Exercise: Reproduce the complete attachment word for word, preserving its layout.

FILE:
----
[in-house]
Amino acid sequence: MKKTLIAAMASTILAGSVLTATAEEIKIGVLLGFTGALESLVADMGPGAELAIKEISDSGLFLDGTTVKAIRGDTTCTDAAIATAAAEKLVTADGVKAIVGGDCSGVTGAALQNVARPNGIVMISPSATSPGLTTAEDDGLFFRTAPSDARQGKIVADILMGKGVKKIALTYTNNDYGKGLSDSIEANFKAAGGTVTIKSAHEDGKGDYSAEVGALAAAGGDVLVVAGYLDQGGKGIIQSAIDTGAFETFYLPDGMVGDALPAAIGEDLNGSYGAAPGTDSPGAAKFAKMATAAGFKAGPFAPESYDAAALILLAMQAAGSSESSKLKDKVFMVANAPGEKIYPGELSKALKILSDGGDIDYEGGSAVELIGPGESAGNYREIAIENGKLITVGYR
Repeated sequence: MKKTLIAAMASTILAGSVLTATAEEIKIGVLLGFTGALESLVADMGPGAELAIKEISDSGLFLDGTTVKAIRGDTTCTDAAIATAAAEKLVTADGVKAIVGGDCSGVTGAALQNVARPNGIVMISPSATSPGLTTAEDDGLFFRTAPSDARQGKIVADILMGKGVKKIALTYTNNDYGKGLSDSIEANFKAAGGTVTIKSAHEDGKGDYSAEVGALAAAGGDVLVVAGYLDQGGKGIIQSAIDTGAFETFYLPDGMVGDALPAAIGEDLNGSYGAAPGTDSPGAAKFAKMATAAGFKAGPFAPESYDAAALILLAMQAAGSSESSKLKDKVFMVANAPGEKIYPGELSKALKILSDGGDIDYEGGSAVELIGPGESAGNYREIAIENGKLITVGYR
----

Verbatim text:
[in-house]
Amino acid sequence: MKKTLIAAMASTILAGSVLTATAEEIKIGVLLGFTGALESLVADMGPGAELAIKEISDSGLFLDGTTVKAIRGDTTCTDAAIATAAAEKLVTADGVKAIVGGDCSGVTGAALQNVARPNGIVMISPSATSPGLTTAEDDGLFFRTAPSDARQGKIVADILMGKGVKKIALTYTNNDYGKGLSDSIEANFKAAGGTVTIKSAHEDGKGDYSAEVGALAAAGGDVLVVAGYLDQGGKGIIQSAIDTGAFETFYLPDGMVGDALPAAIGEDLNGSYGAAPGTDSPGAAKFAKMATAAGFKAGPFAPESYDAAALILLAMQAAGSSESSKLKDKVFMVANAPGEKIYPGELSKALKILSDGGDIDYEGGSAVELIGPGESAGNYREIAIENGKLITVGYR
Repeated sequence: MKKTLIAAMASTILAGSVLTATAEEIKIGVLLGFTGALESLVADMGPGAELAIKEISDSGLFLDGTTVKAIRGDTTCTDAAIATAAAEKLVTADGVKAIVGGDCSGVTGAALQNVARPNGIVMISPSATSPGLTTAEDDGLFFRTAPSDARQGKIVADILMGKGVKKIALTYTNNDYGKGLSDSIEANFKAAGGTVTIKSAHEDGKGDYSAEVGALAAAGGDVLVVAGYLDQGGKGIIQSAIDTGAFETFYLPDGMVGDALPAAIGEDLNGSYGAAPGTDSPGAAKFAKMATAAGFKAGPFAPESYDAAALILLAMQAAGSSESSKLKDKVFMVANAPGEKIYPGELSKALKILSDGGDIDYEGGSAVELIGPGESAGNYREIAIENGKLITVGYR